On September 30 we flew to Toulouse with producer and confederate Michel Dorbon, who was very involved with us in planning this journey to a cave near Toulouse. We met the instigator of this adventure, Alban Jacques, at Toulouse airport. Alban had read something that I said in an interview about how I loved the challenge of playing music in unusual environments, and had subsequently, in spring of 2014, invited me to record solo in an unnamed wild cave near to Toulouse. I love crazy ideas like this; but I did immediately request a change in the idea; namely: that I had to have a percussionist with me. And then there was the reality of finding the funds to do this. That process took the next 2 years to figure out.

Larry Ochs - Photo by Lauren Matley

Larry Ochs - Photo by Lauren Matley


Day 1 at ‘secret cave’

...was super, and super-intense. There was a distinct sense of losing one's bearings down there. A veritable "fish out of water" situation. There were distinct issues leading to a sense of complete disorientation, however it wasn't totally obvious that this disorientation was happening while we were down in the hole. It’s hard to explain, but let’s say that it wasn’t like we were going to the moon. If you’re going to the moon, then I imagine you “know” that you will be disoriented and that all your senses will need time to adjust. But we were still on earth, and we were still on land, and I had been in caves before. So when we went underground here and became disoriented, my mind didn’t adjust.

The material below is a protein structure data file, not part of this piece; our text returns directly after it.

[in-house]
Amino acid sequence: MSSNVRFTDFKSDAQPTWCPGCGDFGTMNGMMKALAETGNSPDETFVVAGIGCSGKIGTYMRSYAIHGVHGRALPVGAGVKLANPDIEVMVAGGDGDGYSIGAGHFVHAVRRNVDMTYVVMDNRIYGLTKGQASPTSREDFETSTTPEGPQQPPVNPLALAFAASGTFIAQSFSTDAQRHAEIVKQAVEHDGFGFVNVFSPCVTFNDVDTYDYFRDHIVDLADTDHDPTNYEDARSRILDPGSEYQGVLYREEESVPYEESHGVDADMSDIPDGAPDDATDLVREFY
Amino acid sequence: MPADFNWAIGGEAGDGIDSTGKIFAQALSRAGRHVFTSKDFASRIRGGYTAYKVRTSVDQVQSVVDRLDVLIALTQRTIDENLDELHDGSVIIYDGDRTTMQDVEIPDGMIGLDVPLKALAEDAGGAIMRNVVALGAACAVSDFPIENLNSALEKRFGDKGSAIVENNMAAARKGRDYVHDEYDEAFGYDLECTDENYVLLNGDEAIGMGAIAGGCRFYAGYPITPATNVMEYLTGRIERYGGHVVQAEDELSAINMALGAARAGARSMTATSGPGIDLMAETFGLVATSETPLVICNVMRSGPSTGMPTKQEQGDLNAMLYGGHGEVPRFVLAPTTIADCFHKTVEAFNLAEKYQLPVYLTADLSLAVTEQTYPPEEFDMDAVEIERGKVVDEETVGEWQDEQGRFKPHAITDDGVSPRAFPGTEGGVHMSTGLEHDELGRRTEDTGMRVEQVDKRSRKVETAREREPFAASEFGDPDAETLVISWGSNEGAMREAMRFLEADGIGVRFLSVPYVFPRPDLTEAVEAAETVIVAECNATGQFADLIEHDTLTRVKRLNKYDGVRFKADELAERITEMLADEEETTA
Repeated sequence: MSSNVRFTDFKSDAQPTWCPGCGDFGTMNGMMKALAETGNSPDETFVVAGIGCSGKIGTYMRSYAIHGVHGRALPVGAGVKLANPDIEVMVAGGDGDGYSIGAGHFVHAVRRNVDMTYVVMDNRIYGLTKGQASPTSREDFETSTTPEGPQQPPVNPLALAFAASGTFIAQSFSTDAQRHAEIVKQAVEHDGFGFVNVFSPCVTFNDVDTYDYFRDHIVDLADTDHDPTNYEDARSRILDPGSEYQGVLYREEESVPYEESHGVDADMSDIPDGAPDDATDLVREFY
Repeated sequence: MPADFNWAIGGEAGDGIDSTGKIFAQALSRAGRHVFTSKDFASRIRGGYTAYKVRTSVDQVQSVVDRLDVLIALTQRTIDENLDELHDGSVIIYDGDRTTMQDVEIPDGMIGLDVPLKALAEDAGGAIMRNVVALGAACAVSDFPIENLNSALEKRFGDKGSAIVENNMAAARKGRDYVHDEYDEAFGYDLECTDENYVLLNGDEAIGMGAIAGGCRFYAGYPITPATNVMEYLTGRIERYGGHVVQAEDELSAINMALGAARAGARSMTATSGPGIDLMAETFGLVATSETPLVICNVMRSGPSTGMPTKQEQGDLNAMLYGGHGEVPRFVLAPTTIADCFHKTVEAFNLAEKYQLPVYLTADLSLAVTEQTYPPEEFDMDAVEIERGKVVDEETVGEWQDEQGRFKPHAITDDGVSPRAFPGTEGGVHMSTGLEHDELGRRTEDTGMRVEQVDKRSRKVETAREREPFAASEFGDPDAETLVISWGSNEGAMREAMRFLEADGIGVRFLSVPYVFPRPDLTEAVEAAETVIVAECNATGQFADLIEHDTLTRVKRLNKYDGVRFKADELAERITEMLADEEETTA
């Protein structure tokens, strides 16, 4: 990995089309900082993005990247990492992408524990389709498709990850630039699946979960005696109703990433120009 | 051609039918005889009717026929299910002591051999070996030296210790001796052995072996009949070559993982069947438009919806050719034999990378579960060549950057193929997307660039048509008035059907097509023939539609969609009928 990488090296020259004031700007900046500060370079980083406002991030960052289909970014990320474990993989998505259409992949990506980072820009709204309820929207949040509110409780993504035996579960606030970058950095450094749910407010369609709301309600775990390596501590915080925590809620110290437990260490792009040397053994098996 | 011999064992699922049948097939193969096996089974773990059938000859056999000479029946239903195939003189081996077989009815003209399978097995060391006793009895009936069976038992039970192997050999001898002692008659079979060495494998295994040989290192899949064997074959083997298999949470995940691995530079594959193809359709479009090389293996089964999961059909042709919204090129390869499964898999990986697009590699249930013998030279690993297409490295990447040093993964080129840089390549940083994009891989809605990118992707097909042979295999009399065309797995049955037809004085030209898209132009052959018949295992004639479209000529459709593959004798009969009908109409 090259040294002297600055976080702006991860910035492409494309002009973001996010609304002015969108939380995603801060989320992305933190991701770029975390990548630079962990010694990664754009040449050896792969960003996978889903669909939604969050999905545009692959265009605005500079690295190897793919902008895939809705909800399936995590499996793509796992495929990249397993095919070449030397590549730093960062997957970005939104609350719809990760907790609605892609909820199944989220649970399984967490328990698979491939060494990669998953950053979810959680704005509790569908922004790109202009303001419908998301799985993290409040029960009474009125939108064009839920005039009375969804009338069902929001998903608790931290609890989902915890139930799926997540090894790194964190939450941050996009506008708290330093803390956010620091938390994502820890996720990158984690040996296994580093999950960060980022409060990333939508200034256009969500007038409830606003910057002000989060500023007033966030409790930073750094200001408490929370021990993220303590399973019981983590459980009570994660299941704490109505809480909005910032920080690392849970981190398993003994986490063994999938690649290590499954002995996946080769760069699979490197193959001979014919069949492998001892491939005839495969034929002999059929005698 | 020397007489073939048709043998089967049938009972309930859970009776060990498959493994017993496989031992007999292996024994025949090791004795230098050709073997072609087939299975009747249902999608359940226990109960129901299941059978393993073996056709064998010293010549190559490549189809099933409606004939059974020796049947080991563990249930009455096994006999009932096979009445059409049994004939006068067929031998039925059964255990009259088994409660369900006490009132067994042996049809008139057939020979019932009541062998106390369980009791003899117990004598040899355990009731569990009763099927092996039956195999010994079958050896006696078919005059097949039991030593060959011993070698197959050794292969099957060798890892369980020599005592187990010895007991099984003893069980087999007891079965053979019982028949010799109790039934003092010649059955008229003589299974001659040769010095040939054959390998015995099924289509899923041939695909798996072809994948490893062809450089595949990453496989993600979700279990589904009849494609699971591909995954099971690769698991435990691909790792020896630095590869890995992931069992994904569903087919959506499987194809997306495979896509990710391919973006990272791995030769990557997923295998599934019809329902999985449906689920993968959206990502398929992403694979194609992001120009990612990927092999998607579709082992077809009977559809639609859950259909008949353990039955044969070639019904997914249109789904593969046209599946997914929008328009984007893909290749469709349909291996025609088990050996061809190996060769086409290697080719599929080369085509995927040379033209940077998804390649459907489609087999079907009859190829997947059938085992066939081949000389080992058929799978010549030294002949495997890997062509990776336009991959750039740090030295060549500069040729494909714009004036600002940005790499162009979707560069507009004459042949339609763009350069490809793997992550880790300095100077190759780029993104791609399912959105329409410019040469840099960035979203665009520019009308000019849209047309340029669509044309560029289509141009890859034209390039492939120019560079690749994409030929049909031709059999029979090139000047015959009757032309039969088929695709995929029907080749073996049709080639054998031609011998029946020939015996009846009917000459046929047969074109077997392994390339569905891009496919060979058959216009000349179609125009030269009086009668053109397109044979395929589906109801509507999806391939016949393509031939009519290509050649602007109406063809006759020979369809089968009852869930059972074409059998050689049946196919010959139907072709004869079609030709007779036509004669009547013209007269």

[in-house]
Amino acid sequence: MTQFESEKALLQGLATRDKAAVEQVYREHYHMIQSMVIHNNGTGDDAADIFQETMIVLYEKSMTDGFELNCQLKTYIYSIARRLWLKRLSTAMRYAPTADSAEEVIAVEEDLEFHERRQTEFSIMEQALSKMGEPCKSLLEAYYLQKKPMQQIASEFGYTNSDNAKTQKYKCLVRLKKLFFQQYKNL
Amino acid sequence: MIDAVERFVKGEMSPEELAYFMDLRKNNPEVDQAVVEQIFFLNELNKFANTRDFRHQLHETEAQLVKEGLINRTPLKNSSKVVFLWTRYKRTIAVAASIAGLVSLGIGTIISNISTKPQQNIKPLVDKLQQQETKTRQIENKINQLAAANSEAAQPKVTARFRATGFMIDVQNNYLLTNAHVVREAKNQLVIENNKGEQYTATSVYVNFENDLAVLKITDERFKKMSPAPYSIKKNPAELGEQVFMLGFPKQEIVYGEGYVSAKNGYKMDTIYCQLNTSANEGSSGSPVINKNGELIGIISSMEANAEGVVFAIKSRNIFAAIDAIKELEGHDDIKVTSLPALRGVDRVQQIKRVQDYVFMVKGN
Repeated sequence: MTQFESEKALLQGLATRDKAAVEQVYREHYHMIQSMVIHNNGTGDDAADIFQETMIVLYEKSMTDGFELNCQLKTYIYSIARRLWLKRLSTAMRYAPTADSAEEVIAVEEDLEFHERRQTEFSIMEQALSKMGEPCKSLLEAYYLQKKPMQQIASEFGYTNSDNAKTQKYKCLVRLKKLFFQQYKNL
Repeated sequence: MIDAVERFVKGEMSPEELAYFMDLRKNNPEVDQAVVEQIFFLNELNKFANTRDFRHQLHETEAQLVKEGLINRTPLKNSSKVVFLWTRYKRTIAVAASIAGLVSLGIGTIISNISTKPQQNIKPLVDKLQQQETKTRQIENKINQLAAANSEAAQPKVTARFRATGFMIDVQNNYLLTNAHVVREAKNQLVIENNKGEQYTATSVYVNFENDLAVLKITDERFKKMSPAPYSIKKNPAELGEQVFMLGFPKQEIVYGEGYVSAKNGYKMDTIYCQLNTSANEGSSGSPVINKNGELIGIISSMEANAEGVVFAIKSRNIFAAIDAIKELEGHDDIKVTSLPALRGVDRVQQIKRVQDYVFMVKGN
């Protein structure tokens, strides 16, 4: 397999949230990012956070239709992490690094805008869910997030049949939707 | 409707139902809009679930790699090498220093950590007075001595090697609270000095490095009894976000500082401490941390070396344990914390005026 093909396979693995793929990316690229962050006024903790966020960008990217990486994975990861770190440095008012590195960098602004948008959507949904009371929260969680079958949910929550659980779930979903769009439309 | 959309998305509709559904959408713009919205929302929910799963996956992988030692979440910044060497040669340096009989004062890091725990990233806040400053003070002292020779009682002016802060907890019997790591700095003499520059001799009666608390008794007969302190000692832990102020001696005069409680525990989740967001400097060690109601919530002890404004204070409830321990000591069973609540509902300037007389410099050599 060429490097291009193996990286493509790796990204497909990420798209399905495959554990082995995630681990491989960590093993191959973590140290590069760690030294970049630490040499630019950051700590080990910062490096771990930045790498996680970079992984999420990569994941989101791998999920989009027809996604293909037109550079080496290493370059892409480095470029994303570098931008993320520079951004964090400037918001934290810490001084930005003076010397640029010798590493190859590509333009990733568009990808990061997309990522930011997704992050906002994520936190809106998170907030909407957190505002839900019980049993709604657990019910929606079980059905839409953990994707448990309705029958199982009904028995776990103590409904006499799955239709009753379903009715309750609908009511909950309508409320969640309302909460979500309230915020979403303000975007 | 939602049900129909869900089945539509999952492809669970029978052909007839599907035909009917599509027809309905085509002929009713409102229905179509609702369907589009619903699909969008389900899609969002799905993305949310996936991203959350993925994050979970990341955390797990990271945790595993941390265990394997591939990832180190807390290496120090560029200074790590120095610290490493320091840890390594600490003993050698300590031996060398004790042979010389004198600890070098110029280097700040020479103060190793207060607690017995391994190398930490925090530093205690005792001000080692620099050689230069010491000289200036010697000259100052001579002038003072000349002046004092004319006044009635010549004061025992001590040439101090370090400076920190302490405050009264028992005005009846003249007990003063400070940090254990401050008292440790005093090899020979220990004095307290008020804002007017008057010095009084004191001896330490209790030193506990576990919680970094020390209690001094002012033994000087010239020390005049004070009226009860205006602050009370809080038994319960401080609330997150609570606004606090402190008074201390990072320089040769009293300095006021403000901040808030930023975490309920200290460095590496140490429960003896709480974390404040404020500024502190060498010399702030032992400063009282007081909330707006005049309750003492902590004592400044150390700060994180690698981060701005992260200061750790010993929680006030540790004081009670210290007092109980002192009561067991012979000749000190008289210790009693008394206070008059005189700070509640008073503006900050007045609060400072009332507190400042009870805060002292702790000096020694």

Issues: 1. the total darkness everywhere except where one’s own or a confederate’s directional headlamp was pointing / and 2. the general sense that the floors beneath you were completely unstable more than half the time aka loose rocks of a size that made it impossible to stand on them even as you couldn't avoid stepping on them (too numerous to avoid). So one had to point his headlamp down to see the rocks below while at the same time needing to see the often narrowing walls or the lowering ceilings of the way ahead. 3. Then there was the slipperiness of the descents...not all descents but most of them seemed to be somewhat wet, so that the walls' clay-composition was a bit wet or the calcite(?) was smooth while footholds were too infrequent. Both Cleaver and I had the distinct impression that a slip could lead to a serious face-plant into the rock wall - on descents always right in front of your face - with a simultaneously out-of-control slide down the wall, with your chin and nose hitting off rocks all the way down. 
 
Nice image.